Powerful messages for women
What a week it was.
Sports headlines should have been dominated by preparations for the Super Bowl, but instead, the biggest show on earth was overshadowed by the tragic death of Kobe Bryant, his daughter and seven others in a California helicopter crash.
In the days that followed, Bryant, his fellow parents, their daughters, coach and pilot were remember with tributes from Los Angeles to Philadelphia to Italy. But it was an old clip from an appearance on the Jimmy Kimmel show that provided a special, girl-power smile for many.
Kobe was talking about people telling him he should have a son to carry on his amazing legacy, and the response of daughter, Gigi, who would reply, “I got this.”
His pride was apparent, as was his commitment to providing his daughters with every opportunity that boys have, on the basketball court and beyond.
As many remembered or were introduced to Kobe Bryant, the father, the hashtag #girldad started trending worldwide, with men sharing social media photos of their daughters, from Jay-Z to President Obama, as well as not-so-famous dads: those who coach youth sports, and those who attend band concerts and ballet recitals.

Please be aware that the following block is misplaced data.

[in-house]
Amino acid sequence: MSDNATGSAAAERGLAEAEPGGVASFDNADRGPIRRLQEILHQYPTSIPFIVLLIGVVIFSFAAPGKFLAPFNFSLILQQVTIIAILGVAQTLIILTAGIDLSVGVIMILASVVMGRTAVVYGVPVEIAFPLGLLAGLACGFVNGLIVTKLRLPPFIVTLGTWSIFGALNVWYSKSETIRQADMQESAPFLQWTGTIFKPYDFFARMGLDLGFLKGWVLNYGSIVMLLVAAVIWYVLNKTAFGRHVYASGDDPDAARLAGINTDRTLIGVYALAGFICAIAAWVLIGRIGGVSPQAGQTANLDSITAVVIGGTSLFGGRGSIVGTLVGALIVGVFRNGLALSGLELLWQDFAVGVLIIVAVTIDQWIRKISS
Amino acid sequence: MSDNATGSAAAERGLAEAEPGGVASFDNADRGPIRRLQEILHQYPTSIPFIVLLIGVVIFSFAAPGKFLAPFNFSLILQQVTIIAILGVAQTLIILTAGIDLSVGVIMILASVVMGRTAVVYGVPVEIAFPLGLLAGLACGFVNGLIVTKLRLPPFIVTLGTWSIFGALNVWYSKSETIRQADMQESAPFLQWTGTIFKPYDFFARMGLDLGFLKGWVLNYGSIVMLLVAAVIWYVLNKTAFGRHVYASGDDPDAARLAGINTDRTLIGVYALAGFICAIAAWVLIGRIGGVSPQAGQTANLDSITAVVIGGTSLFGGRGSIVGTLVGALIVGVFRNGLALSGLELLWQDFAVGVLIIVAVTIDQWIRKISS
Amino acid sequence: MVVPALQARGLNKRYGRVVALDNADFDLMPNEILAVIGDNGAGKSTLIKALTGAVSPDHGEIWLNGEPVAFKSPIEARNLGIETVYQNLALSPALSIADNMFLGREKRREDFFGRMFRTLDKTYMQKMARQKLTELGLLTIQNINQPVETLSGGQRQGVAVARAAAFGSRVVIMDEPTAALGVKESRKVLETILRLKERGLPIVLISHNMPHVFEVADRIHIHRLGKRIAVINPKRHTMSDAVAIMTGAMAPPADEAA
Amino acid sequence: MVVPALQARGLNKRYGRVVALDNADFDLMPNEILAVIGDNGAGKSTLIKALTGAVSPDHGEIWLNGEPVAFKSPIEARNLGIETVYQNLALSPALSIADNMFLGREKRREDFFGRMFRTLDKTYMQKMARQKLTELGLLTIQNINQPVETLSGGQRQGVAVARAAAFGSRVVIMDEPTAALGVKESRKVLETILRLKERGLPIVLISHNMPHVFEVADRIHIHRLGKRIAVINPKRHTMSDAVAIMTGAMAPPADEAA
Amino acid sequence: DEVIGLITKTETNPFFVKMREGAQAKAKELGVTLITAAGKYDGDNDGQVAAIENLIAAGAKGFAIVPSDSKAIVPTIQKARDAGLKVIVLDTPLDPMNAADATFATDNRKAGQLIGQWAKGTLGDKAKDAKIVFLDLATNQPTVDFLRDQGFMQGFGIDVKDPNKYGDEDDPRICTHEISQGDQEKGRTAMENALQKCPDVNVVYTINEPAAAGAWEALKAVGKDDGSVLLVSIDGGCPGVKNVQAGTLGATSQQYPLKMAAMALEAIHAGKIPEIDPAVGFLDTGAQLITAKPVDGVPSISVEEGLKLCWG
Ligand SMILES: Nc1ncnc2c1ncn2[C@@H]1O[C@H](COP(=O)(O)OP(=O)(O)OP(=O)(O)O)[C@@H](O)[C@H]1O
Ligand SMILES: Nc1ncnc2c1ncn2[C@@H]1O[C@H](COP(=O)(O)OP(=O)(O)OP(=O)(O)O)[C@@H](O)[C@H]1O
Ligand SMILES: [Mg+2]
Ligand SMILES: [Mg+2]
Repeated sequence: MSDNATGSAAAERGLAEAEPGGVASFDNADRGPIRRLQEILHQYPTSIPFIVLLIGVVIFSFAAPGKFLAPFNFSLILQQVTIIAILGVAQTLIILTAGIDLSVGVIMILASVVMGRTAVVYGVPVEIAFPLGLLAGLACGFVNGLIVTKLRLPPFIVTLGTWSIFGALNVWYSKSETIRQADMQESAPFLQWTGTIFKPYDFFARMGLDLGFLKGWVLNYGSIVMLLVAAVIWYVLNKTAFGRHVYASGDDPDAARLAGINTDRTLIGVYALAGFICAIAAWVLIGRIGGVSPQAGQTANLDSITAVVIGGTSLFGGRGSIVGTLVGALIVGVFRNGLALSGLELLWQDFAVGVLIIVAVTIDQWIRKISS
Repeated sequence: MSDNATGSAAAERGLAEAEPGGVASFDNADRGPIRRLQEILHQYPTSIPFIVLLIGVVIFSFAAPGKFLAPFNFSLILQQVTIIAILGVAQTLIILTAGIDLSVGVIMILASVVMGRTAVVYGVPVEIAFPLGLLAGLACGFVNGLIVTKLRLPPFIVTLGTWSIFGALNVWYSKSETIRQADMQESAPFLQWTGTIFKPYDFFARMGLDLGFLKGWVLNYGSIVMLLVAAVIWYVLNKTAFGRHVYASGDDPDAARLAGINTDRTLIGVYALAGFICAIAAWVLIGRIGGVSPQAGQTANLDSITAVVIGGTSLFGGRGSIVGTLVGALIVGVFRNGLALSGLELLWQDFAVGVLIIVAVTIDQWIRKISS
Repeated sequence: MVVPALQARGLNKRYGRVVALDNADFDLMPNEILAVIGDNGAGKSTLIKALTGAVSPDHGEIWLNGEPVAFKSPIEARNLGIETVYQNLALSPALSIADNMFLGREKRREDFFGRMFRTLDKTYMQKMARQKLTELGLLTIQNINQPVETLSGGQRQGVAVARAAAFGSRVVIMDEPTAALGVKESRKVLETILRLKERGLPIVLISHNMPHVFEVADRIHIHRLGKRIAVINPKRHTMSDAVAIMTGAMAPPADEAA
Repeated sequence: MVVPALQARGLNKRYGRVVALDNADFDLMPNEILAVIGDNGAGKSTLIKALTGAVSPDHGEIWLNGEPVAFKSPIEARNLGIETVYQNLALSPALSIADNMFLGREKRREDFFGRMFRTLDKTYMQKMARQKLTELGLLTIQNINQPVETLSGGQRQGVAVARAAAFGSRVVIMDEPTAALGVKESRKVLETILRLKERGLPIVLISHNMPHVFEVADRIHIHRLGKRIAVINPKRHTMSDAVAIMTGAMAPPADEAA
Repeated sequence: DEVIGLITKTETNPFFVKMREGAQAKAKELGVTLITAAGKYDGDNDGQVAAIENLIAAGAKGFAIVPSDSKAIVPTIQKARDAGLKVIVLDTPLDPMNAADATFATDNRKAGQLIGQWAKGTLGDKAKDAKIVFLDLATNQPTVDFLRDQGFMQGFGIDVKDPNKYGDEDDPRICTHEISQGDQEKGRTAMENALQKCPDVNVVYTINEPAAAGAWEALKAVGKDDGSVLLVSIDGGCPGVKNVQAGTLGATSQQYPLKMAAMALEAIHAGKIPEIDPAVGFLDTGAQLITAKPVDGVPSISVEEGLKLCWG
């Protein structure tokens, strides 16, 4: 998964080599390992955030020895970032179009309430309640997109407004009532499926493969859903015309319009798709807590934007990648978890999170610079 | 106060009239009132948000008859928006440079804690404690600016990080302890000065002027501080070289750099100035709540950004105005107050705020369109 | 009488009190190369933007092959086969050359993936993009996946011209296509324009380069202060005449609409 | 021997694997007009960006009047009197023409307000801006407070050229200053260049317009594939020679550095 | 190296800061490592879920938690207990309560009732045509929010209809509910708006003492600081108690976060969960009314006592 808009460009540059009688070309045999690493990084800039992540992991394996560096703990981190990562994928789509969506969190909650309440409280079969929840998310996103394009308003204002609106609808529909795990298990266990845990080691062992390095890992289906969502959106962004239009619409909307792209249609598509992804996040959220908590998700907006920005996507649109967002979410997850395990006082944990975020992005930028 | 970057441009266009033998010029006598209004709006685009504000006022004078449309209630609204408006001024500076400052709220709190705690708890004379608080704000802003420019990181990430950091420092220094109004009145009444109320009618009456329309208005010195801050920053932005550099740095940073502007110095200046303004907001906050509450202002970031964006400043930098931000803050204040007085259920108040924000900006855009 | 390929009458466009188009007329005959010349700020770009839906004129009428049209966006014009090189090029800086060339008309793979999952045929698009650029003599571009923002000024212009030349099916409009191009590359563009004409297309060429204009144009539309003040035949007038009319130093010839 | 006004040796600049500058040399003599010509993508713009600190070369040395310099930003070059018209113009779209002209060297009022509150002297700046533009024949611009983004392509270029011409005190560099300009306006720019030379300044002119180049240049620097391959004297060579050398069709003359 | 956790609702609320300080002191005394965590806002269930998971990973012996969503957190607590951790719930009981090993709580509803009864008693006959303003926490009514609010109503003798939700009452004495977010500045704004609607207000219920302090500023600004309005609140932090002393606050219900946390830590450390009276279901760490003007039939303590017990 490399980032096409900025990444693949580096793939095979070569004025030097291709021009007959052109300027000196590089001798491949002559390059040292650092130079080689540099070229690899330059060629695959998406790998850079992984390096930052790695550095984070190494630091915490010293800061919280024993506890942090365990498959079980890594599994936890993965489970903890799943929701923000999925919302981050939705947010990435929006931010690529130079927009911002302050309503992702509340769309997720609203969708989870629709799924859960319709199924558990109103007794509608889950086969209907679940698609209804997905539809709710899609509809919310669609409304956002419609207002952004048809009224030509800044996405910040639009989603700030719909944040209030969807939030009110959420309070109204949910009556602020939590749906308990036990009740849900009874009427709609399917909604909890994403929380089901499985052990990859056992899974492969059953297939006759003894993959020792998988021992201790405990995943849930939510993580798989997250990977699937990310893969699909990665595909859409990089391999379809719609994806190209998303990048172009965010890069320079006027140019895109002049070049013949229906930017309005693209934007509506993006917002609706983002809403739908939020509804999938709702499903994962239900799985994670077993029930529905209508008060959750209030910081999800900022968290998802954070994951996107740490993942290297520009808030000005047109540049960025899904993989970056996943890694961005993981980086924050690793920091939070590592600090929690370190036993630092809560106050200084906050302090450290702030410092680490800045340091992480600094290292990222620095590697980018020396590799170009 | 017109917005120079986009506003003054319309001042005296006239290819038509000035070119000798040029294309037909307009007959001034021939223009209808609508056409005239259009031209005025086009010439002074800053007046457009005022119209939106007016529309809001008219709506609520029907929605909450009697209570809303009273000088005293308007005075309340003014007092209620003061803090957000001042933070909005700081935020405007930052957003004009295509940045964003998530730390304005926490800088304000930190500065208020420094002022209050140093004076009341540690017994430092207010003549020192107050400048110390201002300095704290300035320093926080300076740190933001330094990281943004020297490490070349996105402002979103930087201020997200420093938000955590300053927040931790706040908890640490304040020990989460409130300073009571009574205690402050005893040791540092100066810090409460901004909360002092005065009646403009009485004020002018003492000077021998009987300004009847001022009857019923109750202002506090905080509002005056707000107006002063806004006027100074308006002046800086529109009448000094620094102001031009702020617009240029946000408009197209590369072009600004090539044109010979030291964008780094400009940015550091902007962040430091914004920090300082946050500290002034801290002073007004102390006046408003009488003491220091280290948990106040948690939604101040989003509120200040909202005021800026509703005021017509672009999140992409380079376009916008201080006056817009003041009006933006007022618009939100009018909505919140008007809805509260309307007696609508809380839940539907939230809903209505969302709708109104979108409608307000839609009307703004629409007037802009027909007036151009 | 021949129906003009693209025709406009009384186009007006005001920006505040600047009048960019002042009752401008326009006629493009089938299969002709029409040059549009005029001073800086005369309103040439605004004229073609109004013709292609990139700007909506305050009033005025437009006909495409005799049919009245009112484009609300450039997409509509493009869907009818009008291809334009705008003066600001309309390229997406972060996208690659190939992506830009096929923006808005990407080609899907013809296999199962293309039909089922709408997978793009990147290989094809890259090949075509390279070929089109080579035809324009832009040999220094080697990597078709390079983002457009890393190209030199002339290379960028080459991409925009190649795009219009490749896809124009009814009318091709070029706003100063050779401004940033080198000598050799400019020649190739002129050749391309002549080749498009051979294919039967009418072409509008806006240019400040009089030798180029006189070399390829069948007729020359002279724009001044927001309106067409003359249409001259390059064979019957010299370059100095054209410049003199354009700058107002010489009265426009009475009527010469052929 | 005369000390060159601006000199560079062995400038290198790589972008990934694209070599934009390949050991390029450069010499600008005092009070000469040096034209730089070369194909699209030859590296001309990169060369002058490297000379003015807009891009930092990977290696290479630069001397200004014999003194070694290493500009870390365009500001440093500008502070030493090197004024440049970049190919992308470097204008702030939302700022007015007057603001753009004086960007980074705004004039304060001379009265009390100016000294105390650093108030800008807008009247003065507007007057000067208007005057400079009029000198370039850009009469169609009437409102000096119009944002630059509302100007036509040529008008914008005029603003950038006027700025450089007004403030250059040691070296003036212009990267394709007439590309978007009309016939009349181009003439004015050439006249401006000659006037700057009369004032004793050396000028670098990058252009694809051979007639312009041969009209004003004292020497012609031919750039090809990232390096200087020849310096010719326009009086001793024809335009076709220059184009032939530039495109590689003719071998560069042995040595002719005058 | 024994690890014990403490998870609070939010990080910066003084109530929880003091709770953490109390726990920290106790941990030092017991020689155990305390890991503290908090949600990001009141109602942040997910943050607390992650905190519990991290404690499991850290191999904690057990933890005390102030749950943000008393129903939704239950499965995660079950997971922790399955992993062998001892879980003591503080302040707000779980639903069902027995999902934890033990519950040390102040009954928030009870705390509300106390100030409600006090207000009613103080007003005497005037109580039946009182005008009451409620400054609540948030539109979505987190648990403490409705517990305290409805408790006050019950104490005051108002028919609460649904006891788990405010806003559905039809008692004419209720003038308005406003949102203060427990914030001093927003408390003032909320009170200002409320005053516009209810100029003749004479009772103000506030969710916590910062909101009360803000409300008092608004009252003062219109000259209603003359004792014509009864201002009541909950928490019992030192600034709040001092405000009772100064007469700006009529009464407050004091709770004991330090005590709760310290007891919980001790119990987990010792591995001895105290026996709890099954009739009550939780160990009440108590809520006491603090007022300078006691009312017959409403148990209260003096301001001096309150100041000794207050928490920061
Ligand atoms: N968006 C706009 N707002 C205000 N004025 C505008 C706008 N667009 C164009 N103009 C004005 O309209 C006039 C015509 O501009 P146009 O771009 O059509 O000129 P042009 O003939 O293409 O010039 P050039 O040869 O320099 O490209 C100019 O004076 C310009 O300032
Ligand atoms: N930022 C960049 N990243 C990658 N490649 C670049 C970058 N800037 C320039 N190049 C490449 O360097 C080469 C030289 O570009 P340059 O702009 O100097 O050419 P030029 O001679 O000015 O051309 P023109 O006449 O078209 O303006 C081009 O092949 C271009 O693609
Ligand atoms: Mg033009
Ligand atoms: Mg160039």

All of a sudden, celebrating daughters was the absolute coolest, and a sliver of silver lining amidst the realization of this unimaginable loss.
As the week went on, and the Super Bowl hype ramped up again, you couldn’t watch TV without seeing the Microsoft commercial highlighting Katie Sowers, the first woman to coach in the Super Bowl.
Her story was told further in an extended spot during the game itself — the trailblazer sharing her path to the NFL in her own words, most notably saying that she’s “not trying to be the best female coach; (she’s) trying to be the best coach.”
She also reminds us that the players she coaches have learned from women their whole lives — moms, grandmothers and teachers, among others.
Both genders receive knowledge and inspiration from both genders, including in sports.
Just last week, Callie Brownson was named chief of staff for Cleveland Browns coach Kevin Stefanski, the next step in her impressive career from professional women’s football to her position as the first full-time female coach in Division I college football (Dartmouth.)
These are not token positions, filling quotas or publicity stunts. These are women who earned their place. The NFL may be the last bastion of male dominance, and women are breaking through even there.
One of my favorite Super Bowl commercials was Olay’s “Make Space for Women,” featuring an all-female crew of astronauts. Not only did the spot recognize that millions of women would be watching the football game but also promoted an education campaign: One dollar for every #makespaceforwomen tweet to girls who code, promoting STEM.
A year ago, the battle cry was “Me Too,” an important and courageous movement.
But empowering messages like “Girl Dad” and “Make Space for Women” prove that even the sky is not the limit for our daughters.
Kellie Goodman Shaffer comments periodically for the Mirror. She can be reached at email@example.com.